We tend to put SUVs to simple tasks.  They sit at the reception desk and manage the sign-ins and work request forms.  They provide encouragement to the people standing in line for food, water or portable toilets.  They serve coffee and packaged snacks.

You can do the same in church.

Let people volunteer somewhere before they become a member.  Obviously some tasks are restricted.  Working with children requires a background check done by the church, even if they come credentialed from somewhere else.  It’s a safety and insurance thing.  Or if you serve meals, make sure they’ve had at least basic food safety training.  Most churches want their teachers and leaders to  be members, and affirmed for that role by the staff or membership meeting.  But there are many things even new people can help with, such as:

  • If there’s a choir, let them come sing.  An open choir brings people into the life of the church, and creates an obligation for them to come each week.
  • Teach them the three questions and let them greet newcomers
  • Let them help direct traffic in the parking lot
  • Teach them how to help parents drop off & pick up their children in the children’s area
  • Let them help serve coffee
  • Invite them to help chaperon a youth or children’s event (under supervision)

The main thing volunteering does is it helps them feel a part of the congregation, and puts them in regular close contact with other members.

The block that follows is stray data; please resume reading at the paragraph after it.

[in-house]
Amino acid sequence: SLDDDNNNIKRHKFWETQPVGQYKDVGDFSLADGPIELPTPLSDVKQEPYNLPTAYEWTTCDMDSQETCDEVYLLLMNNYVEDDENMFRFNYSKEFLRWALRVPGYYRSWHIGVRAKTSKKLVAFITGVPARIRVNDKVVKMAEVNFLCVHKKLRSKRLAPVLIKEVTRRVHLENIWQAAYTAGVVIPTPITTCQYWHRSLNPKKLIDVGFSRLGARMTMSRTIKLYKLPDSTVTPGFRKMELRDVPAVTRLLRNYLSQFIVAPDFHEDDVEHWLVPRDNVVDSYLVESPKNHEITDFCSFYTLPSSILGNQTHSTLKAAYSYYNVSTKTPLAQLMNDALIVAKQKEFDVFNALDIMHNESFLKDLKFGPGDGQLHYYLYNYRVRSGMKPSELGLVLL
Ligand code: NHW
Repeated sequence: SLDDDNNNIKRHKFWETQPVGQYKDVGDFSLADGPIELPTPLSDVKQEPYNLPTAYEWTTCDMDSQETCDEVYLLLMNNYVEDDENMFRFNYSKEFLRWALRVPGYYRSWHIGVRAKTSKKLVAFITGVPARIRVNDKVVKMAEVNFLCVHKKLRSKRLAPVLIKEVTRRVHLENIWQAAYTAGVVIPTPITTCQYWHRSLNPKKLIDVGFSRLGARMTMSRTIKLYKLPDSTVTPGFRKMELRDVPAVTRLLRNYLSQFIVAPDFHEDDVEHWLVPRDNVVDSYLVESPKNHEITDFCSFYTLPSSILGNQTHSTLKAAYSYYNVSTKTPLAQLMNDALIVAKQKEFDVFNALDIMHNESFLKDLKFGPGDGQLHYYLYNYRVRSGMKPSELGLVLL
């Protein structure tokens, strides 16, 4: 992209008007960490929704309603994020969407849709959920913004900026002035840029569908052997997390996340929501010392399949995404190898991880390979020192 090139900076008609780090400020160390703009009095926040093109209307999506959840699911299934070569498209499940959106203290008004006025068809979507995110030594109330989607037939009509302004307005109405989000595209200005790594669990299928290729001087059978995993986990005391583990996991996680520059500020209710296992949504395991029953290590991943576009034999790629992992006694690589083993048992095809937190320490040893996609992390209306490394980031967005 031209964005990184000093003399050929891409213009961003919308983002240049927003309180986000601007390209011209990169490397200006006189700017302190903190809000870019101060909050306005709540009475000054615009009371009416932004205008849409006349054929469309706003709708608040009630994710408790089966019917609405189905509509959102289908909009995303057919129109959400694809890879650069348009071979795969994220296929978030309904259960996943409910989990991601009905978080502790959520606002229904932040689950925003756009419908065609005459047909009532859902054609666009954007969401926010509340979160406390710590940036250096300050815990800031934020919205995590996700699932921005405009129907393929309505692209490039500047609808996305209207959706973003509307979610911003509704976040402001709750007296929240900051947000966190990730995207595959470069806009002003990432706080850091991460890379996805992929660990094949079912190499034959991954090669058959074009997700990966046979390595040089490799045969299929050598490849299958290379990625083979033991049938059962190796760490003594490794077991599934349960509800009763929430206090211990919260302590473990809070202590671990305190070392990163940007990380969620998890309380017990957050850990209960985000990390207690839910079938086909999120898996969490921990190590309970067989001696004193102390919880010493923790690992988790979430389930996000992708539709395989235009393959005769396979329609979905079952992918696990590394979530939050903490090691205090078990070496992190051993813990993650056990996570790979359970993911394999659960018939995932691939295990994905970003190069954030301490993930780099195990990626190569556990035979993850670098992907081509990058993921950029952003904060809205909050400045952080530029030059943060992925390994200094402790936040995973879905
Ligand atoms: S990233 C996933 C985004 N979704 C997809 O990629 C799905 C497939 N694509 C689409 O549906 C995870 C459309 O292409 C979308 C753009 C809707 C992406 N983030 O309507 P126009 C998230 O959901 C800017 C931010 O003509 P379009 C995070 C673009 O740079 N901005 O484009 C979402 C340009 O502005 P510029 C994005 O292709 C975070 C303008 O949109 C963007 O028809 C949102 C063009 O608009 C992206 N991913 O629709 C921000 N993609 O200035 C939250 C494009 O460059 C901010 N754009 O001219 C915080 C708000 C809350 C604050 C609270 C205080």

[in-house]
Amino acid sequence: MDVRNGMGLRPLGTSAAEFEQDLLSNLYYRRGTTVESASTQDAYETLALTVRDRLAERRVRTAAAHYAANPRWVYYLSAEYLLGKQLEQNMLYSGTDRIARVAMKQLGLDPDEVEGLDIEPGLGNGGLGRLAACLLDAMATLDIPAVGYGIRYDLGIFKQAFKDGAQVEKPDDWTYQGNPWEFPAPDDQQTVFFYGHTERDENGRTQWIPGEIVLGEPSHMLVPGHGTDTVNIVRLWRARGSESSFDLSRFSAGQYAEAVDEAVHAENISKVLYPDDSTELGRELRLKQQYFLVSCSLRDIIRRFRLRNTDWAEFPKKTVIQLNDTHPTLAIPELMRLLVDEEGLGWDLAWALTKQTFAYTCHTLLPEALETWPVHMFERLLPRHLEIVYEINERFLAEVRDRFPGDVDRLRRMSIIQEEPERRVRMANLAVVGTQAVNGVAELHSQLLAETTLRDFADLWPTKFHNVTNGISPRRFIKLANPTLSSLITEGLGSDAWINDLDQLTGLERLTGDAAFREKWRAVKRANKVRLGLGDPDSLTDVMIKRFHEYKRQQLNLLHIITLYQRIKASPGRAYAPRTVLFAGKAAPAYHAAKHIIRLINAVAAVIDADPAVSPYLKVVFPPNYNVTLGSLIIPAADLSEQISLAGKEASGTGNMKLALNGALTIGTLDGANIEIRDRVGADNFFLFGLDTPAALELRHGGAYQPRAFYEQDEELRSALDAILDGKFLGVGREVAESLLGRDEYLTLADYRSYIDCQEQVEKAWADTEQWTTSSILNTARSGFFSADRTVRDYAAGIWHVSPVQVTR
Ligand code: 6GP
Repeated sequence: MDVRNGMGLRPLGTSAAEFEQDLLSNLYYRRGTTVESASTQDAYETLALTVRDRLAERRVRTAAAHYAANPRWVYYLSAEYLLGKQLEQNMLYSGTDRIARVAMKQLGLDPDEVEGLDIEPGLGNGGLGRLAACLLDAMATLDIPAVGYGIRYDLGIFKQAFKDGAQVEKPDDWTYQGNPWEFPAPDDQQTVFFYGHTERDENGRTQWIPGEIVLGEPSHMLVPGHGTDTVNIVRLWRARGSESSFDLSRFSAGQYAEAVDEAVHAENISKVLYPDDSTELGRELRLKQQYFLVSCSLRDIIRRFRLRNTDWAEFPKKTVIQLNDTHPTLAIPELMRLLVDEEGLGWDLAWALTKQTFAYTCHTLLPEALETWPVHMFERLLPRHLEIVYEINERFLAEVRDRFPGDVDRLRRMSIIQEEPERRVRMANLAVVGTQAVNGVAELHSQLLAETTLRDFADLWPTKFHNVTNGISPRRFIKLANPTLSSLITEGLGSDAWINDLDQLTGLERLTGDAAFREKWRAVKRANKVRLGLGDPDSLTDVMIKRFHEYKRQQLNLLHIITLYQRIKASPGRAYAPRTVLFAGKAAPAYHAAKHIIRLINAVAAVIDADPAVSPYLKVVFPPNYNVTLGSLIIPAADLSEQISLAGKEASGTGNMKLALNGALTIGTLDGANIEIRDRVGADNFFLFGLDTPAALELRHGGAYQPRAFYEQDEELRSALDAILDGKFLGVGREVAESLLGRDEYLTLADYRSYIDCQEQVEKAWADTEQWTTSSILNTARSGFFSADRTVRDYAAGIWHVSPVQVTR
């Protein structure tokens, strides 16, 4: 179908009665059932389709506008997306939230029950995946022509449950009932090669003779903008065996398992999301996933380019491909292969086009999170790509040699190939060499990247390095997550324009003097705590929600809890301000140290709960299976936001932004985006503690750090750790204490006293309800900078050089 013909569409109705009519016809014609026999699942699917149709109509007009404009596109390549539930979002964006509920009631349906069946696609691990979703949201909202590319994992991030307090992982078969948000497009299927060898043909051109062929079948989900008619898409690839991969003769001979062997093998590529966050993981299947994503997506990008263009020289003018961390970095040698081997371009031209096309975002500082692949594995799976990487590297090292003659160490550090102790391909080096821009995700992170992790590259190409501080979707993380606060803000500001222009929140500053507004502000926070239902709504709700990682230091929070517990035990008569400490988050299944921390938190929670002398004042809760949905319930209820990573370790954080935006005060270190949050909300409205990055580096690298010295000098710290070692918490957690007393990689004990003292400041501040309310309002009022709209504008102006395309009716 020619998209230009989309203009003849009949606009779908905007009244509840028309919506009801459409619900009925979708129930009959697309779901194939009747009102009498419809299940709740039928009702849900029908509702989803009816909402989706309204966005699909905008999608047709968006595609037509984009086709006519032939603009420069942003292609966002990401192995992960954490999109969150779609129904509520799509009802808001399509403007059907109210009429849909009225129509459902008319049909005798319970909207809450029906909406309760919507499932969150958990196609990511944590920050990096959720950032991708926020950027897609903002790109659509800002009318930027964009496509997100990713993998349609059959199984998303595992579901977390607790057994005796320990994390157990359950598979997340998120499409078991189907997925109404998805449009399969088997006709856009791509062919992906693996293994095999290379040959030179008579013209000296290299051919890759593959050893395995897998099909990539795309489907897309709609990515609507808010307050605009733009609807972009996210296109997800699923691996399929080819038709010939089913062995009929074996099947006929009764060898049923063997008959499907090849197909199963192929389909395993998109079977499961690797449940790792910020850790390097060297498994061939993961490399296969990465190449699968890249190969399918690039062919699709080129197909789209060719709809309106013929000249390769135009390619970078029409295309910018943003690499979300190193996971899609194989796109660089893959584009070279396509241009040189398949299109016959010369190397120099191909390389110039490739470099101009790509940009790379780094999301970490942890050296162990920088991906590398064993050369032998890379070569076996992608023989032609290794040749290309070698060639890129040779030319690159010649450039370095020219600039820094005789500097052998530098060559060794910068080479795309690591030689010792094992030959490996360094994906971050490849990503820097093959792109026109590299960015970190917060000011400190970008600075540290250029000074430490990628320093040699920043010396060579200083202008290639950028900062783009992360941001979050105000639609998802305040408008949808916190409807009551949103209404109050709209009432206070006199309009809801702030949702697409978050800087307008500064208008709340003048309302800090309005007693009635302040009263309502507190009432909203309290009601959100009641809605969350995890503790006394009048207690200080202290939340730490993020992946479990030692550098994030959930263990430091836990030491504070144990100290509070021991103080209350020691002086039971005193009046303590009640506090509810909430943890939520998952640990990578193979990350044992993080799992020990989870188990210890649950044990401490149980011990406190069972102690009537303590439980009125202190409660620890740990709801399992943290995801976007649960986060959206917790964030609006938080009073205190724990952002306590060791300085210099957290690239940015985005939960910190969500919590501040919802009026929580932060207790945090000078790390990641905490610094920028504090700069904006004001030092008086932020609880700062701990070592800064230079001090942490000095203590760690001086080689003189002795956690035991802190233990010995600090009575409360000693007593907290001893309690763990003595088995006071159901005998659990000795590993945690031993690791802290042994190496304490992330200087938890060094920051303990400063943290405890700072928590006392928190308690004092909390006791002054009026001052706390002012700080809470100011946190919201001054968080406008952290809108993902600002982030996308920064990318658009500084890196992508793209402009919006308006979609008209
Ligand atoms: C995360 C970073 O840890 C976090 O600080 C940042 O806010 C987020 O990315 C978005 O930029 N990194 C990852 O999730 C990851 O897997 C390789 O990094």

As a side note, studies show that volunteers are twice as likely to contribute financially where they are involved, and tend to give three times as much as a casual attender. If you want to grow the budget, involve more people in the service of the congregation.

Maintain Communication

I’ve heard it said that people don’t want a friendly church. They want a church where they can have friends. 30 seconds of mandatory handshaking during the service is not being friendly. (It’s actually pretty scary for some new people.)

I mentioned the autoresponder sequence.  It’s really good to maintain communication with everyone in the congregation.  They have mechanisms to email to a couple hundred or a couple thousand all at once, where your personal email account will only let you put a couple dozen at a time.  And be sure to add your new people to the all-church email blast that goes out twice a week, starting with the very first week they attend.

  •  On Monday or Tuesday, you give a recap of the weekend.  One church does this as a Monday morning video, where the pastor sits at his desk and retells the main points of the sermon and finishes with the main takeaway for the week.  It’s 2 or 3 minutes, but keeps the message fresh.
  • Every Thursday at noon, send an email will give a preview of the coming Sunday.  It tells them what to expect, gives the scripture passage, and provides a word of encouragement.
  • Send a note a couple days before special events.  Send reminders.  Warn of deadlines. Over-inviting is better than not sharing at all.

Invite the new people into a small group quickly. I was at one church two months before I learned about their groups, because I had the bad fortune to visit in the summer.  I started attending another church a week after their semester of classes started, meaning I was four months unconnected except for the weekly preaching.  (I will note that within a month after my wife started attending with me, the membership team was after her to join, but I just got friendly handshakes – maybe it’s me.)


Doing these will go a long way toward closing the back door and keeping people involved in church.  And it will be attractive to those on the margins, who are curious about your congregation. Because people want to be friends with people that do stuff, and pray for one another